Austin, Texas, Mar 7, 2019 / 04:52 pm (CNA).- The Dominican Sisters of Mary, Mother of the Eucharist had a problem.
They were running out of room at their convent in Ann Arbor, Michigan, where they had been based since 1997.
It was a good problem to have, the result of a boom in young vocations. But it meant that the community of 140 sisters needed to expand.
With property in both California and Texas, the sisters prayerfully considered both options, ultimately deciding that God was calling them to open a new convent in the Georgetown, Texas.
Twenty-five miles north of Austin, Georgetown is in the Hill Country of the Lone Star State.
The sisters’ presence in Texas reaches back to 2009, when eight sisters came to teach in the Diocese of Austin, invited by then-Bishop of Austin Gregory Aymond. Members of the community currently teach in four Catholic schools in Texas.
“As our presence has steadily grown, our apostolate has flourished, enabling us to expand the work to which God has called us – to praise, to bless, and to preach through catechesis, evangelization, and witness,” the sisters said in a statement.
“Through it all, our hearts have been captured by the love of so many who have made all this possible through their sacrificial goodness.”
In 2012, the Dominican Sisters of Mary, Mother of the Eucharist began a $30 million capital campaign to fund the first phase of a new Religious House.
That phase was recently completed and is comprised of living space for 56 sisters, along with dining space, a gymnasium and library, and areas for education and community. Twelve sisters have moved in so far, the Dallas News reports.
The building was blessed in a Feb. 16 ceremony.
Bishop Earl Boyea of Lansing, head of the diocese where the sisters are from, presided over the ceremony. He was joined by bishops from around the state of Texas: Bishops Joe Vasquez of Austin, Michael Mulvey of Corpus Christi, Joseph Strickland of Tyler, Brendan Cahill of Victoria, and Stephen Lopes of the Personal Ordinariate of the Chair of St. Peter.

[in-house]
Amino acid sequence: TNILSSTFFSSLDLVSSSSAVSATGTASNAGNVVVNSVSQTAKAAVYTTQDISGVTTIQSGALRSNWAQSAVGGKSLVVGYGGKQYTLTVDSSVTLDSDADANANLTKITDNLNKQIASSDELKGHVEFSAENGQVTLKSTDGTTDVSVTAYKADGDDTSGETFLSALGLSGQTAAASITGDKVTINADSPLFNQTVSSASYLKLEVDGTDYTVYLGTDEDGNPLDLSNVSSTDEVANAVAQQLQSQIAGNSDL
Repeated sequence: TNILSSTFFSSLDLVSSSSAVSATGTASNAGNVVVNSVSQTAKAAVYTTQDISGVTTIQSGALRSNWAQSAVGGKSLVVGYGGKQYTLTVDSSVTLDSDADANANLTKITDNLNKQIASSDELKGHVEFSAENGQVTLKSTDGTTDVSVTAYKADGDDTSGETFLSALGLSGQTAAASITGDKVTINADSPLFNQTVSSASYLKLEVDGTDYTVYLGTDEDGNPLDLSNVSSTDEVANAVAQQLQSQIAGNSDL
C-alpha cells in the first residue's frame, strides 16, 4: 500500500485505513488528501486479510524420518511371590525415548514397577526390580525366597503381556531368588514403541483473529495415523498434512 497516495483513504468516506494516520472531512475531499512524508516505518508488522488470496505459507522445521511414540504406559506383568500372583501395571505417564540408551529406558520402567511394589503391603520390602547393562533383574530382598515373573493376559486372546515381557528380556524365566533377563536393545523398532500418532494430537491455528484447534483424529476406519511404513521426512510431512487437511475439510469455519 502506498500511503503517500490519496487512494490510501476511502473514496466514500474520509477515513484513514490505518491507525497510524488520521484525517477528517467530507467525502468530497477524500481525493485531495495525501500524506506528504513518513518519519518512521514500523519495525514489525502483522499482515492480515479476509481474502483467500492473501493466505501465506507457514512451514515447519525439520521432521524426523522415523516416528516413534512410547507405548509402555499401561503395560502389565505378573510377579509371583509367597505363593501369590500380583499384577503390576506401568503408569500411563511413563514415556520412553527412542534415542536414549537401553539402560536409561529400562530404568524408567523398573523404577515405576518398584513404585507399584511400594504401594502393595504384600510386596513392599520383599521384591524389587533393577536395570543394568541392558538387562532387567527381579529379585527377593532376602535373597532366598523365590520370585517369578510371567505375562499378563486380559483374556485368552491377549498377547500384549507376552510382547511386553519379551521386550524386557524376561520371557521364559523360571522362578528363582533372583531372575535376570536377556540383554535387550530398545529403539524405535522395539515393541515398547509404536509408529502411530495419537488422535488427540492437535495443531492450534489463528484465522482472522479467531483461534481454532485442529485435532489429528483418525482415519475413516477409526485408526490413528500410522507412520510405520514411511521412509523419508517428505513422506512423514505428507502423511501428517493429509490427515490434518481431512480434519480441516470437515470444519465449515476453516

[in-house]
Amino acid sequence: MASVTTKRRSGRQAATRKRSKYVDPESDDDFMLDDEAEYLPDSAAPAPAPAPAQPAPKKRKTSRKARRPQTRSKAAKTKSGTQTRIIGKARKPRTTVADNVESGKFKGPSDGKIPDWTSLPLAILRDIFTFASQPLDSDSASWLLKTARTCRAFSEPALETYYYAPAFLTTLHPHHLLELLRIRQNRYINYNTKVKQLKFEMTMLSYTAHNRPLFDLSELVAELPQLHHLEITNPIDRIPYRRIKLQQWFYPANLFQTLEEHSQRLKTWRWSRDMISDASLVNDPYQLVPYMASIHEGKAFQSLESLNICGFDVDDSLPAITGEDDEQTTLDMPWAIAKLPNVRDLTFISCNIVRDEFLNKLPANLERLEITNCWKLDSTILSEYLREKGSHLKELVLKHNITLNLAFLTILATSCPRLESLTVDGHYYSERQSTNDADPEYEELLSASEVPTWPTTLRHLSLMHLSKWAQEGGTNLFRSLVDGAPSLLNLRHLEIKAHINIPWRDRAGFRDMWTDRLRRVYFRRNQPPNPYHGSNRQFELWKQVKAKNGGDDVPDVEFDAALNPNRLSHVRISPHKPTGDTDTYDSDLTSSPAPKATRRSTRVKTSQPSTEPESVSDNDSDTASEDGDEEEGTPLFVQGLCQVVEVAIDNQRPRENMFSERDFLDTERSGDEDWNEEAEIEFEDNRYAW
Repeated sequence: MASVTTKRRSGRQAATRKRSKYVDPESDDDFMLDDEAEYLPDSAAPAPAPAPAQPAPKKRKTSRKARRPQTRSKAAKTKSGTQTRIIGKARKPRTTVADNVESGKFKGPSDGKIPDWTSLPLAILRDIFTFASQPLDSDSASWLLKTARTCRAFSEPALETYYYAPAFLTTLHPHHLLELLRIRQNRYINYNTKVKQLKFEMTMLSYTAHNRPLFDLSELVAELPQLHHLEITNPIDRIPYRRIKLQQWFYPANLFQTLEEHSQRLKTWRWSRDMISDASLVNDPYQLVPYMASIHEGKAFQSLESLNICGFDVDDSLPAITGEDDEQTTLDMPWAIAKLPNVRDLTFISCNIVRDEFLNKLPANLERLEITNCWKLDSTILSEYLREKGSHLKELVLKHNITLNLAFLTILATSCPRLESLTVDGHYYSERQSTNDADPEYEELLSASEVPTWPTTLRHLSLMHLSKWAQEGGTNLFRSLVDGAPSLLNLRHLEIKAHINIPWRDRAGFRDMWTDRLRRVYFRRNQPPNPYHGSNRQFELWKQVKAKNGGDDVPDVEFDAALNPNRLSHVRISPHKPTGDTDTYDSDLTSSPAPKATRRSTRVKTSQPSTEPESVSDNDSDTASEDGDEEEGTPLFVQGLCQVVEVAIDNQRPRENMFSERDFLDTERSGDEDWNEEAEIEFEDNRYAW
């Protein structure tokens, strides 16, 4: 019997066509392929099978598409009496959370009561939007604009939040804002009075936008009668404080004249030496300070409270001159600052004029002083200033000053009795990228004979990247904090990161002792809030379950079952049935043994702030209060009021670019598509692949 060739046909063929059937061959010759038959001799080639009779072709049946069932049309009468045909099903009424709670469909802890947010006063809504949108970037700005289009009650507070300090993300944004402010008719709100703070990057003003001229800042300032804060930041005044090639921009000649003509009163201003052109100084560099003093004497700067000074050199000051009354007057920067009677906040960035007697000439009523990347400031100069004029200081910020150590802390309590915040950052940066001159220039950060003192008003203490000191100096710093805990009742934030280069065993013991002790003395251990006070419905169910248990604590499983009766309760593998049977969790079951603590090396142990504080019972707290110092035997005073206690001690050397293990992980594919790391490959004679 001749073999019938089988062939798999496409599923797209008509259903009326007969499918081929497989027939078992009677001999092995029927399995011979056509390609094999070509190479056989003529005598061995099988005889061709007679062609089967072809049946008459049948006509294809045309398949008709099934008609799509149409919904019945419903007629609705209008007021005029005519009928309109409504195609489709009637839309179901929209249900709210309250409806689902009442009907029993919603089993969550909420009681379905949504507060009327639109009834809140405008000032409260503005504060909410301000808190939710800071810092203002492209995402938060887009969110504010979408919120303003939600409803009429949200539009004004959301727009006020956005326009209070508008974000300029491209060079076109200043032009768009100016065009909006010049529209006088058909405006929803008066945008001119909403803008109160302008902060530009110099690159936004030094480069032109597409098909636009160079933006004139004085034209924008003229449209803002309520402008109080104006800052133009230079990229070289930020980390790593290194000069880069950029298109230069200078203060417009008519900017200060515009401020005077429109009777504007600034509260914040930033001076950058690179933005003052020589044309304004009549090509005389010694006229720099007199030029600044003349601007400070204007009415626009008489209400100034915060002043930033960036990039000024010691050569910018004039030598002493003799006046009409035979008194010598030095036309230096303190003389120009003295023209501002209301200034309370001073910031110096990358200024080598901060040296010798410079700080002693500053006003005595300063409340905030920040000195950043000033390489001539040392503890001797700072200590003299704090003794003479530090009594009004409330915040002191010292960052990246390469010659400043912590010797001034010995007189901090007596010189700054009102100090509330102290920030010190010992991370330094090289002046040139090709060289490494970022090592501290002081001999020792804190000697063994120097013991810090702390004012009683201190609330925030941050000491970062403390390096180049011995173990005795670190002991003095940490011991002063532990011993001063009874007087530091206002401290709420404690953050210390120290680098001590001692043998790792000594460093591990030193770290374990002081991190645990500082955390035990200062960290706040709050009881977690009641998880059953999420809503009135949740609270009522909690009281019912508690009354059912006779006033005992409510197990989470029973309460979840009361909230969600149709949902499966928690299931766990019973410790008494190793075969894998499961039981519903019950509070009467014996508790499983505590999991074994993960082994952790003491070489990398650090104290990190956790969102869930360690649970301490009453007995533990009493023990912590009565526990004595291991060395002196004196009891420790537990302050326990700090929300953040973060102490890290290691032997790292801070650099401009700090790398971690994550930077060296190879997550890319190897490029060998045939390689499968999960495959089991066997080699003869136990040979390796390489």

The new home is named “Our Lady of Guadalupe Convent.”
“As patroness of the Americas, Our Lady of Guadalupe holds a special place in the heart of our own community as well,” the sisters explained in their statement.
“We seek her motherly protection and guidance as our Sisters take up residence, begin their studies, and continue to nurture and teach those entrusted to their care.”
The Texas convent marks the community’s first expansion beyond the Motherhouse since 1997, with more expansion projects planned.
“Never in our wildest imagination, did we ever think about being in Texas when we first started,” said Mother Assumpta Long in an interview in the Dallas News.
“I tell people that it’s such an adventure to be religious because when you worship, you never know what he has in mind… All you do is trust and you follow him, but he had it all planned. We didn’t have a clue.”
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